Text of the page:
By Shawn Harrison
Well the 60-day 2013 State Legislative session is now in the history books, and there was some history made. Here are some of the highlights.
The session started off much brighter than in years past because of the state’s first budget surplus in many years. The 2013 budget was the largest in Florida’s history at $74.5 billion, and there are no new taxes or fees. The Republican budget for the first time in recent history also drew substantial support from Democrats.
Some of the budget highlights include an additional $1.5 billion for public K-12 schools, $600 million for protection of the state’s water bodies and environmentally sensitive lands, and $2.8 billion for the state’s reserves, an important factor in maintaining Florida’s AAA bond rating, which, coincidentally, is higher than the Federal government’s!
Election & Campaign Finance Reforms
The very first bill passed by the state House dealt with extending early voting opportunities for Florida’s citizens. Early voting was officially extended to 8 hours per day for 8 days prior to any election and individual supervisors of elections have the discretion to extend early voting to 168 hours with 14 days of 12 hours of voting.
Proposed constitutional amendments are now shortened to 75-word ballot statements. This was a major problem in 2012, as there were 11 proposed constitutional amendments on the ballot printed in their lengthy entirety, which undoubtedly led to longer vote times.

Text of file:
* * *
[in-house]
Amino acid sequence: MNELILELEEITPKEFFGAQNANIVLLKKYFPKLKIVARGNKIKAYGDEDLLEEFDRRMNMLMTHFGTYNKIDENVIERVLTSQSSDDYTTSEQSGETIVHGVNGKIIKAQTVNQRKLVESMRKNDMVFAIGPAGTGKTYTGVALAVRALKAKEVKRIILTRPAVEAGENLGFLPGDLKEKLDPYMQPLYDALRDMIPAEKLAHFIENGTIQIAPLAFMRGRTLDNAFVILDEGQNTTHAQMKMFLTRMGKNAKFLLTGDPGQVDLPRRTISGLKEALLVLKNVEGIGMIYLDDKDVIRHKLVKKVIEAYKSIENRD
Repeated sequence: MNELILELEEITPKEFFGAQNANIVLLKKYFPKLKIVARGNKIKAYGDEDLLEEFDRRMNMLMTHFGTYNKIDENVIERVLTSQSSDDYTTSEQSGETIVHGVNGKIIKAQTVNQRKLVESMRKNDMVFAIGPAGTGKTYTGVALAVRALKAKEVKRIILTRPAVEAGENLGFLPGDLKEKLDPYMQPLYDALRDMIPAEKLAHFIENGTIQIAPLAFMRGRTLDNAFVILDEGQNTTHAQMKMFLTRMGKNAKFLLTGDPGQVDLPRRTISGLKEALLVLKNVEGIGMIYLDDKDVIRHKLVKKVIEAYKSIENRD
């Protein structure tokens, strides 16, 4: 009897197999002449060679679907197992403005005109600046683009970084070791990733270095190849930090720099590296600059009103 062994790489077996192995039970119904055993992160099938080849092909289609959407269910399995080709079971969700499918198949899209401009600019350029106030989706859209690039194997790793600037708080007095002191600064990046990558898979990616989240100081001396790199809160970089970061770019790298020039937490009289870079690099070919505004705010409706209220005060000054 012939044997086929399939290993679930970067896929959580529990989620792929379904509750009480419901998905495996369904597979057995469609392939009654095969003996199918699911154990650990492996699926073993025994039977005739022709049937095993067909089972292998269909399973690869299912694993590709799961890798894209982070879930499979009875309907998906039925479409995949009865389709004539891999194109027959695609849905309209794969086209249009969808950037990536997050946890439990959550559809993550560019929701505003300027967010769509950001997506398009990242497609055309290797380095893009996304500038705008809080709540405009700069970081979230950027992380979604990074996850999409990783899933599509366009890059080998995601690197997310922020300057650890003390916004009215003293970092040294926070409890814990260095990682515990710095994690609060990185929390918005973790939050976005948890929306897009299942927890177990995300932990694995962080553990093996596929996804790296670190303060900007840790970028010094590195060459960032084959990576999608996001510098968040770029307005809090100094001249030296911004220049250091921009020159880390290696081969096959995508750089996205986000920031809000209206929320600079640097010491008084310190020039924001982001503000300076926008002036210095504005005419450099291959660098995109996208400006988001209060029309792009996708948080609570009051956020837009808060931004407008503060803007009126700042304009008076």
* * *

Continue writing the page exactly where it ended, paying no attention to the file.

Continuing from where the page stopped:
Campaign contribution limits also were raised from a current $500 maximum to $1,000 for state House and Senate candidates and $3,000 for state-wide candidates.
The biggest controversy of the 2013 session, and a whopper it is, was the failure to agree on a formula to accept $51 billion over the next 10 years from the Federal government for Medicaid expansion under “Obamacare.” This was a priority for Gov. Rick Scott, who was in favor of accepting the Federal Government’s money and insuring an additional one million Florida residents.
The Senate passed its own plan, which accepted the expansion dollars from the federal government, but put it into insurance exchanges instead of expanding Medicaid, even though the result would have essentially been the same. Florida’s House also passed its own plan, which turned down the federal Medicaid dollars and relied instead on state funds exclusively to fund a scaled-down version of low-income public healthcare.
The failure to enact a Medicaid plan means that Florida will lose the first year’s $5 billion in federal Medicaid expansion dollars unless Gov. Scott calls a special session to try to resolve this issue. This hotly contested clash of ideologies promises to carry over into the 2014 session and possibly the 2014 elections.
The good news for Florida in 2013 is that for the first time in a long while there was a budget surplus.
But, in the words of The Notorious B.I.G. (via Florida House Speaker Will Weatherford) “More Money, More Problems.”
Former Dist. 60 State Rep. Shawn Harrison now practices in the areas of commercial litigation, health care law and government relations at Shawn Harrison Associates (1010 N. Florida Ave.). For more info, call 337-6683 or visit ShawnHarrisonAssociates.com.